Spending time in natural setting good for you...
As you may recall, this writer likes to read. Books. Periodicals. If I still ate cereal for breakfast, I would find joy in reading the side of the box.
Last weekend, one of the things I happened to read was an article which appeared in a periodical that showed up in the mail. It arrived late last week. That was all fine and dandy. (Does anybody still say “fine and dandy”?)
The thing is, according to the mailing label on the publication, the item was mailed on December 18. I think it was mailed in Kansas City, Missouri. A month or so later, it arrived in our mailbox in Southern Illinois. Maybe if it had been mailed from Kansas City, Kansas, it might have arrived in a more timely manner. Enough whining, though. There’s already way too much whining going on in the world.
One of the articles in the periodical I was reading was about forest therapy. Maybe you’ve heard of forest therapy. From what I have heard about it, forest therapy seems like a good thing. Especially now.
The article explained that a “small but growing number of scientific studies indicated that spending time in a natural setting can improve health, reduce stress and anxiety and strengthen the immune system.”
As you probably have figured out from reading this column on a regular basis, I do like to spend time in a natural setting. Often.
Sometimes the natural setting involves a genuine forest. After all, we’ve got plenty of forest in Southern Illinois.
Sometimes, the natural setting involves a little gem of a park in Jonesboro which is mentioned often in this space. The photos of the Canada goose and fungi which you see this week were taken at that park.
(By the way – did you know that all mushrooms are fungi, but not all fungi are mushrooms? I learned that while doing some “research” online for this week’s column. I will need to pursue that more. Just don’t know much about fungi, or mushrooms. The mushrooms we had in our main course for dinner last Sunday evening were good, but I do not think they came from the forest.)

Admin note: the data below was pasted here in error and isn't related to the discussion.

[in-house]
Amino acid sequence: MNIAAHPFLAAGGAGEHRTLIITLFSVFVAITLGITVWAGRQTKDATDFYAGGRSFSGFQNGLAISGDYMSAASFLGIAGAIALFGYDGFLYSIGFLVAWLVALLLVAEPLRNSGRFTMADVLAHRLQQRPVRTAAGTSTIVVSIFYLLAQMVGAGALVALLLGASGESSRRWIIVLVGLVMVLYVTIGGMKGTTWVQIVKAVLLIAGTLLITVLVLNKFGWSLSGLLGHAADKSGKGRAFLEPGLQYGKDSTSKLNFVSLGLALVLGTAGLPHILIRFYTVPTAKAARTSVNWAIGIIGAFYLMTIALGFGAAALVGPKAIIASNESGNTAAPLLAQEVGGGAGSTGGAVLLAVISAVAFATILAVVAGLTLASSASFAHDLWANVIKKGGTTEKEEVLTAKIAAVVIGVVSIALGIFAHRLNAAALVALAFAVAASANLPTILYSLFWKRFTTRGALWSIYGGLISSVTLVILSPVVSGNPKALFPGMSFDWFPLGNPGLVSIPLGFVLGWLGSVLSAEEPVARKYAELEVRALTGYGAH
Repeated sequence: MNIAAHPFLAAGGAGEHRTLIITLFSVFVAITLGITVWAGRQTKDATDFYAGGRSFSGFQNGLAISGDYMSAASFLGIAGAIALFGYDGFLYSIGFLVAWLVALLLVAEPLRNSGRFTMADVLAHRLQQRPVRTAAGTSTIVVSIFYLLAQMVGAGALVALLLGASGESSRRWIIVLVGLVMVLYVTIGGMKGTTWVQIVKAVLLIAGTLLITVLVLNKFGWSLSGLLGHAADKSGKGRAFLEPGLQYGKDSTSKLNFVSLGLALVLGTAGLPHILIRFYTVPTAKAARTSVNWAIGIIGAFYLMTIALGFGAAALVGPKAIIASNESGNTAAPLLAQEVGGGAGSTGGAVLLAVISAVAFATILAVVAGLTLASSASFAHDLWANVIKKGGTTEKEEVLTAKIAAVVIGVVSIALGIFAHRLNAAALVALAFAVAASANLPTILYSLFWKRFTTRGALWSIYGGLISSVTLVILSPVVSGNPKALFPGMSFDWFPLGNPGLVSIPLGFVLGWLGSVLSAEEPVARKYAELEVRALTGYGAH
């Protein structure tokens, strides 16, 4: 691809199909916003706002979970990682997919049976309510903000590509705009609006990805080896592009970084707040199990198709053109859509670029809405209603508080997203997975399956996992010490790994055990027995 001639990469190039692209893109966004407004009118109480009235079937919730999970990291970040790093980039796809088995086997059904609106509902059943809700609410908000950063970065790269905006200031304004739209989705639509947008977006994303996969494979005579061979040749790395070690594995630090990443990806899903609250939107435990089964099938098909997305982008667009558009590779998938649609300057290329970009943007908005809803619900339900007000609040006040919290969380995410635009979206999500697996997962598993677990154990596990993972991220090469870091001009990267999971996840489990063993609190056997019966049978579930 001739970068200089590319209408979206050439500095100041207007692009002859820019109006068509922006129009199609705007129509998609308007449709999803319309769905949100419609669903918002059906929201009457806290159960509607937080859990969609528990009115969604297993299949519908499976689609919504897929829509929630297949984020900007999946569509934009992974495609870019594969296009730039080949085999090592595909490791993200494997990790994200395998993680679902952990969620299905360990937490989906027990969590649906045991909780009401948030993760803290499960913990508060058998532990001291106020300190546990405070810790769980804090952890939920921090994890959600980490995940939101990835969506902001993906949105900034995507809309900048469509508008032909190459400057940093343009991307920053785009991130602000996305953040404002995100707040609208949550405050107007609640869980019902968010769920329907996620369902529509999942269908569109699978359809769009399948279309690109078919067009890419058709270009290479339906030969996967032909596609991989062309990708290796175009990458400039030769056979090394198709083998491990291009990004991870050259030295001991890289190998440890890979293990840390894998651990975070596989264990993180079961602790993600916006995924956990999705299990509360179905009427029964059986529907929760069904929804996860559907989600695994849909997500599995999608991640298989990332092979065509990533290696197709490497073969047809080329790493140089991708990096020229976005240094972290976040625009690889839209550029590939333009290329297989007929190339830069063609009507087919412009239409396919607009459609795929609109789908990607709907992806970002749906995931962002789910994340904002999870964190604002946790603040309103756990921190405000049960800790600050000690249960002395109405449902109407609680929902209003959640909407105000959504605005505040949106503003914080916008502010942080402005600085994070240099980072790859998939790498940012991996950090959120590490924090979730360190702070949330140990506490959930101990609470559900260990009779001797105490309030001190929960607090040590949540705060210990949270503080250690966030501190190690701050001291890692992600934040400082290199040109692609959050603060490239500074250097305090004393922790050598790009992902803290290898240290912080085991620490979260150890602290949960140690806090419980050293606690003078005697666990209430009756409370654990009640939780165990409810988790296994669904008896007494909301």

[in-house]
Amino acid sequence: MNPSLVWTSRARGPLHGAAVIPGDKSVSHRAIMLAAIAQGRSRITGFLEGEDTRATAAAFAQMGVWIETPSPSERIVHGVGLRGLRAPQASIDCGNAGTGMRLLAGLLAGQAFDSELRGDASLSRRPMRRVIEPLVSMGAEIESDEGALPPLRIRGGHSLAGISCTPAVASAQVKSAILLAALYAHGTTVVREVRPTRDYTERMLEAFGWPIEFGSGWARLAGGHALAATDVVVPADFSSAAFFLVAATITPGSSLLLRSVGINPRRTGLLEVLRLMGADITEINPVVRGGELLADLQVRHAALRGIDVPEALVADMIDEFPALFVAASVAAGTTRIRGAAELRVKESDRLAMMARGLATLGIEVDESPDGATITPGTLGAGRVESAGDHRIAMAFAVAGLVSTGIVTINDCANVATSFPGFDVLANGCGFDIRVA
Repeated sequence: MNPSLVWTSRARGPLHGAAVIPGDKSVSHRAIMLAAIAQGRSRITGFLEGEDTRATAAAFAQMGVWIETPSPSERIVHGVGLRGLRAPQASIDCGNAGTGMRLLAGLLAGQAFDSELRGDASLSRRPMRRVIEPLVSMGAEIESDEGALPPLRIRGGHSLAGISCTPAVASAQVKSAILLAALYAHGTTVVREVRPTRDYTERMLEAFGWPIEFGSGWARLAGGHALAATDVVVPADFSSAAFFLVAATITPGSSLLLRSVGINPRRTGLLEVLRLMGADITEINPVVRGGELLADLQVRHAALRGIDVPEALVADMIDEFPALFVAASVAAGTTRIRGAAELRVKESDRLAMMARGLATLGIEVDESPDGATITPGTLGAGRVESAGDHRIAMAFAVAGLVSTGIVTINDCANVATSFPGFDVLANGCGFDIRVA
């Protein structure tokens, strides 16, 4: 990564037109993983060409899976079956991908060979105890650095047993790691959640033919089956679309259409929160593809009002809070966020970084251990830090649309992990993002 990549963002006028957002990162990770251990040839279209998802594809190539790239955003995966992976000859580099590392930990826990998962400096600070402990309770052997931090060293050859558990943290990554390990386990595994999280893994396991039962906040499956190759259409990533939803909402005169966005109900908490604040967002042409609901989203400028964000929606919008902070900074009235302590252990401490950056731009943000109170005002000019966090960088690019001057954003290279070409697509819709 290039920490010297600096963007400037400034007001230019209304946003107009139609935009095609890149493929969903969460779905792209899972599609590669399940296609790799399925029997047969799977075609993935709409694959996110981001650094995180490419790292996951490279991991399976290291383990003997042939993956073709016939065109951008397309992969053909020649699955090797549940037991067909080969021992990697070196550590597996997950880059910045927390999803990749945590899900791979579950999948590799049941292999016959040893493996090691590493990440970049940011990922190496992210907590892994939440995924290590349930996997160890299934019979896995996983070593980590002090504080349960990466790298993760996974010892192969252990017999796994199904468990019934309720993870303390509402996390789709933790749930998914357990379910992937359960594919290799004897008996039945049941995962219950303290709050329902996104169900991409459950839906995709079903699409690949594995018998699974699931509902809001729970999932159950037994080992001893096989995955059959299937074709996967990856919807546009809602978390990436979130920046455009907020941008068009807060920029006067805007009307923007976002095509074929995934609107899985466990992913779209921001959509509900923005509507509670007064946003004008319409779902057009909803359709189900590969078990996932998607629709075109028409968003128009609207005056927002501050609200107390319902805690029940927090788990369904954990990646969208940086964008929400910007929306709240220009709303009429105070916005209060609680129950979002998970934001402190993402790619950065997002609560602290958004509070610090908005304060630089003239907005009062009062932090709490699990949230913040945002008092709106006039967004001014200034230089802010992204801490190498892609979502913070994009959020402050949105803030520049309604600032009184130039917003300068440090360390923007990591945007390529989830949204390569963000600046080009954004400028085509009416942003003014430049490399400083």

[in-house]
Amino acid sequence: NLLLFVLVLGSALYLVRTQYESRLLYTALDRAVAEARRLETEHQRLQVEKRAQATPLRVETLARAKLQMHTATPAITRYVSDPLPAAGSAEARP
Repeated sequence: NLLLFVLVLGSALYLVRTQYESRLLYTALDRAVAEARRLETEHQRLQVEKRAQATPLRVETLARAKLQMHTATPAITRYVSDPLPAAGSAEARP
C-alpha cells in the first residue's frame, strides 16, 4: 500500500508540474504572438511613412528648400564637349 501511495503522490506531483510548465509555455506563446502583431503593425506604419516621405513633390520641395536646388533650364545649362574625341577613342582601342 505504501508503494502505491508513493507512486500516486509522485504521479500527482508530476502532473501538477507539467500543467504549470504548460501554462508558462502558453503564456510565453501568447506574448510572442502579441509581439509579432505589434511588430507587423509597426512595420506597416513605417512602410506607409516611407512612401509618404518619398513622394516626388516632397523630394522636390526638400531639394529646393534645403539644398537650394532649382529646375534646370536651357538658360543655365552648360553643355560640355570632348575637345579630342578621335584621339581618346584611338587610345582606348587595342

Sometimes, the natural setting involves the outdoor world along the streets in the village where we call home. Never know what you might see.
As I have mentioned a number of times over the past year, I am extremely grateful to be able to have opportunities to get out in natural settings in the midst of this wonderful little pandemic we are experiencing. Such experiences do indeed reduce stress and anxiety. I hope you have a chance to take part in a little bit of forest therapy, too, even it just involves a walk around the block.
By the way, if you might want to learn more about forest therapy, there’s an event coming up at Giant City State Park in February to check out.
A forest therapy hike is scheduled from 10 a.m. to 11 a.m. on Saturday, Feb. 20. Those who go on the hike will have a chance to “slow down and take in the sights, sounds and smells of the winter forest.” The hike will be on the Post Oak Trail at the park.
Registration for the hike begins February 1. Take note: safety precautions are in place for events at the park during the pandemic. Details are available by contacting the visitors center at the park. Give ‘em a call at 618-457-4836.